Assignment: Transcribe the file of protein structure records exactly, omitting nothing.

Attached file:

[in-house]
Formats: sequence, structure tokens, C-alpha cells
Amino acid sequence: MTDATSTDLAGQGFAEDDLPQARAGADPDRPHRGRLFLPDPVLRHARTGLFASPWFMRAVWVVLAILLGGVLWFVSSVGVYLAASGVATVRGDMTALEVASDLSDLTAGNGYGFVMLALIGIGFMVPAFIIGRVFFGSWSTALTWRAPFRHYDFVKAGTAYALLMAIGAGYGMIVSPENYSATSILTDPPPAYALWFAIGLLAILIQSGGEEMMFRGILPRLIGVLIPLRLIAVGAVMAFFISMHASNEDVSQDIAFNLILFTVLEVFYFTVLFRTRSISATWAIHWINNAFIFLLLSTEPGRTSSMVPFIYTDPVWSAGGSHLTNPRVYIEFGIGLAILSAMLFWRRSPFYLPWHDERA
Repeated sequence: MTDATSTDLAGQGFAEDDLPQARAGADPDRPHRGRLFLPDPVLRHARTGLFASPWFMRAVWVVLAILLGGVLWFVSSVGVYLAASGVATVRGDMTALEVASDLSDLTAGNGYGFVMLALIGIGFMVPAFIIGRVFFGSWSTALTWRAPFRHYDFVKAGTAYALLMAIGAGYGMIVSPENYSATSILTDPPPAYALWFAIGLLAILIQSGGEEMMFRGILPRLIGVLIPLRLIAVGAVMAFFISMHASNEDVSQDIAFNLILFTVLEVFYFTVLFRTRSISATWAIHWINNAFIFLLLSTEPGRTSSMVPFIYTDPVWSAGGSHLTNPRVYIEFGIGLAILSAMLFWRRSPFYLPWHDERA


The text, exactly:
[in-house]
Formats: sequence, structure tokens, C-alpha cells
Amino acid sequence: MTDATSTDLAGQGFAEDDLPQARAGADPDRPHRGRLFLPDPVLRHARTGLFASPWFMRAVWVVLAILLGGVLWFVSSVGVYLAASGVATVRGDMTALEVASDLSDLTAGNGYGFVMLALIGIGFMVPAFIIGRVFFGSWSTALTWRAPFRHYDFVKAGTAYALLMAIGAGYGMIVSPENYSATSILTDPPPAYALWFAIGLLAILIQSGGEEMMFRGILPRLIGVLIPLRLIAVGAVMAFFISMHASNEDVSQDIAFNLILFTVLEVFYFTVLFRTRSISATWAIHWINNAFIFLLLSTEPGRTSSMVPFIYTDPVWSAGGSHLTNPRVYIEFGIGLAILSAMLFWRRSPFYLPWHDERA
Repeated sequence: MTDATSTDLAGQGFAEDDLPQARAGADPDRPHRGRLFLPDPVLRHARTGLFASPWFMRAVWVVLAILLGGVLWFVSSVGVYLAASGVATVRGDMTALEVASDLSDLTAGNGYGFVMLALIGIGFMVPAFIIGRVFFGSWSTALTWRAPFRHYDFVKAGTAYALLMAIGAGYGMIVSPENYSATSILTDPPPAYALWFAIGLLAILIQSGGEEMMFRGILPRLIGVLIPLRLIAVGAVMAFFISMHASNEDVSQDIAFNLILFTVLEVFYFTVLFRTRSISATWAIHWINNAFIFLLLSTEPGRTSSMVPFIYTDPVWSAGGSHLTNPRVYIEFGIGLAILSAMLFWRRSPFYLPWHDERA